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5 Things To Do When Your Electroformed Jewelry Is Not Shiny

electroformed jewelry not shiny

Electroforming involves a bit of science, which means there are many reasons why your jewelry wouldn’t come out shiny of your bath. Sometimes I get a super shiny copper plating, other times I get very dull results. It doesn’t bother me much because I don’t like the natural look of copper, and I patina everything I make. But I know some of you want to get super shiny results. So, here are some tips on what to do when your electroformed jewelry is not shiny.

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1. Polish your item

The first and easiest thing you can do is to simply polish your item once you’re done electroforming it. You can use a steel wool pad, a Dremel, or a tumbler. You’ll get a super shiny piece with a beautiful light copper color. Obviously, it’s not the same as getting a beautiful, smooth, and shiny place from the bath, but the result is quite close. If you do it with a tumbler or Dremel, you can obtain a very beautiful shine at the end of the process. I know that polishing can be time consuming, but in my opinion, it is the best way to make your piece shine. 

If you are not happy with the result after polishing, you can still patina with Liver of Sulphur. I also recommend that you polish before. This will make the highlight of the patina brighter. 

2. Filter or change your bath

Sometimes the reason why you don’t get a shiny plating can be simple. Your bath could be dirty or contaminated. Remember to filter your bath every time you feel like it’s oversaturated – you will see copper deposit at the bottom. Filtering your bath can be easily done with a coffee filter and funnel. Once you’re done filtering, add some copper brightener. Your bath will be like new, and your next projects should come out nice and shiny!

If filtering doesn’t work, you can also buy a brand new bottle of solution and change your bath. As far as I’m concerned, I only do this when my bath is contaminated because bottles of pre-made solution are expensive. You can keep your bath for months, even years if you filter it and maintain it properly. 

See also: How to maintain your electroforming bath

3. Change your conductive paint

The quality of your conductive paint can also affect the final result of your piece. There are two types of paints you can get for electroforming: graphite paint (the black one) and copper conductive paint (the gold one). 

I don’t know if it’s true, so take this with a grain of salt, but I have been told that copper conductive paint gives better results than graphite paint. Because copper conductive paint is copper-based, it is supposedly more conductive than graphite. I’ve only used graphite paint so far, but I’m going to buy copper paint soon to test both and see the main differences! 

So, if you think that your paint could be the reason why you are not getting good results, you can switch it for a new one and see how it goes. 

4. Turn up the amps

Another simple thing you can try when your electroformed jewelry is not shiny is to turn up the amps a little bit. If your pieces have a salmony color, it means your amps are too low. Turn up the power, and see if your piece becomes shiny after a few hours! Also, remember that you need to leave your piece for a few hours in the bath (ideally 24 hours) to get the best result.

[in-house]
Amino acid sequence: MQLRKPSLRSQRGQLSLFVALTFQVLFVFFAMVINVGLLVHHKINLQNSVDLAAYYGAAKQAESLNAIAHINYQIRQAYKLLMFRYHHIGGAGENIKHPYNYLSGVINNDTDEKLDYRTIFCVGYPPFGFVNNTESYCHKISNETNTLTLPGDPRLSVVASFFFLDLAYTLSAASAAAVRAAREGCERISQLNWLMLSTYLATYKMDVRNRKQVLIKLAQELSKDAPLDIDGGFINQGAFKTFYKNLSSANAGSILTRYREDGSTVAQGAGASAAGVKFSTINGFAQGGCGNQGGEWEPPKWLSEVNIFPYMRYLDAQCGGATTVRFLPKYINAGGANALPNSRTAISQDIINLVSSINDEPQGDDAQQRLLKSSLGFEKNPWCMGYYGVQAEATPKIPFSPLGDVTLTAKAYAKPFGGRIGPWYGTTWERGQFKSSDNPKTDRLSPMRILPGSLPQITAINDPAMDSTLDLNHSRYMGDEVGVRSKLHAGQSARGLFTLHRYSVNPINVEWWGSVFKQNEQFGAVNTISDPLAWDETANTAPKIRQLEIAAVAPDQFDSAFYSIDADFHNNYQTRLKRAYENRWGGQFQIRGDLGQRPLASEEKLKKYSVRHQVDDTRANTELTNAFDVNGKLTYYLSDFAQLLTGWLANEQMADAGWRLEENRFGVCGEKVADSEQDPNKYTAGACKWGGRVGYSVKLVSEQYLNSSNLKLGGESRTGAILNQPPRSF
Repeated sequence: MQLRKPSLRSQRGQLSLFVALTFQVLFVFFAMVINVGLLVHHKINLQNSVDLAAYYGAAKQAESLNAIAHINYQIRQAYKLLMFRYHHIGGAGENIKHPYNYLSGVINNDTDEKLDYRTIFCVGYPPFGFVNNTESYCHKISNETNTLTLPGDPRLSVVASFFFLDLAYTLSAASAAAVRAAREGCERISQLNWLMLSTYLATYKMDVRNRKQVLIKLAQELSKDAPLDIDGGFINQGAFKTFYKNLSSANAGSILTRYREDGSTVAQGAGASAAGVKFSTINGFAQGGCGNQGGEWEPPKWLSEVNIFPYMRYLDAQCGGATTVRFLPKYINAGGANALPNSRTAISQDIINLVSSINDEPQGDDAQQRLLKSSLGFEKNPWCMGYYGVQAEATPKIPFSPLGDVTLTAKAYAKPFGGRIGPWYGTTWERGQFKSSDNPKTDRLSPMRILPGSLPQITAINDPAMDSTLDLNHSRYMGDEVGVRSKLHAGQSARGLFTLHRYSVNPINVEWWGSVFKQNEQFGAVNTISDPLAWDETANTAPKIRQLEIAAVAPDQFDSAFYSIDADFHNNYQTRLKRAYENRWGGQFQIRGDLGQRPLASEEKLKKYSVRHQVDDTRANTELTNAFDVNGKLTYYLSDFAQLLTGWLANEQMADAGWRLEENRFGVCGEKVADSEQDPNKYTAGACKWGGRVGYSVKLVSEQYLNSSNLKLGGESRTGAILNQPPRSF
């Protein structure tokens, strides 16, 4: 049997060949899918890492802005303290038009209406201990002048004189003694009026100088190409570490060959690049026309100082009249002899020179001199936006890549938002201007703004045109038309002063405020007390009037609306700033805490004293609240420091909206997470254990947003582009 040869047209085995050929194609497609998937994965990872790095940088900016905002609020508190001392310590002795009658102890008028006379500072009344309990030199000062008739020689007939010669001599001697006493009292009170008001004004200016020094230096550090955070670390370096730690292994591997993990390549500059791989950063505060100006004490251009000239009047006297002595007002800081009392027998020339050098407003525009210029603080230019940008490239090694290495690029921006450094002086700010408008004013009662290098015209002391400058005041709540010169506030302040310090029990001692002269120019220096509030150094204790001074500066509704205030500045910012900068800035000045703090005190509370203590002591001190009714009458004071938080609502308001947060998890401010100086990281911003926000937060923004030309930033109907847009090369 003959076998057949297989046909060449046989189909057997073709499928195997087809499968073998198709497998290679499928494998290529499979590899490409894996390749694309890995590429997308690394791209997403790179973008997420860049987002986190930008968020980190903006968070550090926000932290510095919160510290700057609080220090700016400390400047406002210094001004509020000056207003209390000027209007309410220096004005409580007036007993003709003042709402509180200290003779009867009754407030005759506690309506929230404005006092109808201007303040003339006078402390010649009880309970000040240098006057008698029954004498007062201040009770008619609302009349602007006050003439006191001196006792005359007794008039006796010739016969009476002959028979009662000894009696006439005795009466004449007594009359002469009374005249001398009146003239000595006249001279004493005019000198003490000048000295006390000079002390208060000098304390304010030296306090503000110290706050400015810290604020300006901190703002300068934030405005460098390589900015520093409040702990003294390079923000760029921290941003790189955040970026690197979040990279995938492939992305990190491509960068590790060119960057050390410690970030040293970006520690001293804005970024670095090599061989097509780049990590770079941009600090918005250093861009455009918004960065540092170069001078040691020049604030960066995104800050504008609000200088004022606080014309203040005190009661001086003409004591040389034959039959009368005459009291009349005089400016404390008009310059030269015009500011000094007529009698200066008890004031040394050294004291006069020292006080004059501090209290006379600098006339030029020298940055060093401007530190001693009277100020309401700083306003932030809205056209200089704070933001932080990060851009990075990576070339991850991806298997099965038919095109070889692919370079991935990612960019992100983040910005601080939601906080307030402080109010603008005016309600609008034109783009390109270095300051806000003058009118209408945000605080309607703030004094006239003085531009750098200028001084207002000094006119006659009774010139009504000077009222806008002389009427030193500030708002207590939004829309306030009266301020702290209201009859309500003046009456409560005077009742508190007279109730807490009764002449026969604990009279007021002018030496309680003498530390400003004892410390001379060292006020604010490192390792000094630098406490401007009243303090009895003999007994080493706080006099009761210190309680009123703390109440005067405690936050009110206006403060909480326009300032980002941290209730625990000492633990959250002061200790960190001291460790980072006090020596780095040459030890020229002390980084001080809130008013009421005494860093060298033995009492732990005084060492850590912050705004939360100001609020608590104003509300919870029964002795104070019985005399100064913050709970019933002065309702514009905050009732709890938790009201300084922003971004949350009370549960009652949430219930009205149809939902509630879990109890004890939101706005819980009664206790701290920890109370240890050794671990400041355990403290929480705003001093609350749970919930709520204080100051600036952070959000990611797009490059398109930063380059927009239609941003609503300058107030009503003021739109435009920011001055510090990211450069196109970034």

If the piece becomes brown or bumpy, it means the amps are too high. In this case, you’ll have to turn down the amps. Find the right balance and you should get a beautiful plating. 

See also: How to set up your rectifier for electroforming

5. Try a smaller piece

This one is just a personal tip based on my experience. I get shinier results when the piece I’m electroforming is small. I run a 1-liter bath, so I can’t really put anything too big in it. But when I electroform small leaves, for example, they come out with a beautiful even plating. Bigger items will have harder time electroforming and the plating won’t be nice or shiny. 

I think the size of your item compared to your bath size does have an impact on the final result. I’ve seen many electroformers with big bathes – around 2 or 3 liters – that electroform only one piece at a time, and they get super shiny results! 

So if you have any doubt about your bath’s chemistry, I suggest that you try electroforming something small to see if you get a shinier plating. Like I said before, I’m no chemist so this information could be inaccurate, but it doesn’t hurt to try!

Bottom line

I hope these tips will help you get a shinier plating on your items. Don’t forget also that experience will help you make more beautiful jewelry over time. Some people spend years working and learning about the chemistry involved in electroforming, and for this reason, they get wonderful results! If you’re new to electroforming, don’t worry too much about getting super shiny results. You can easily fix it by polishing your item once it’s finished electroforming. What do you do when your electroformed jewelry is not shiny? Let me know in the comments below! 

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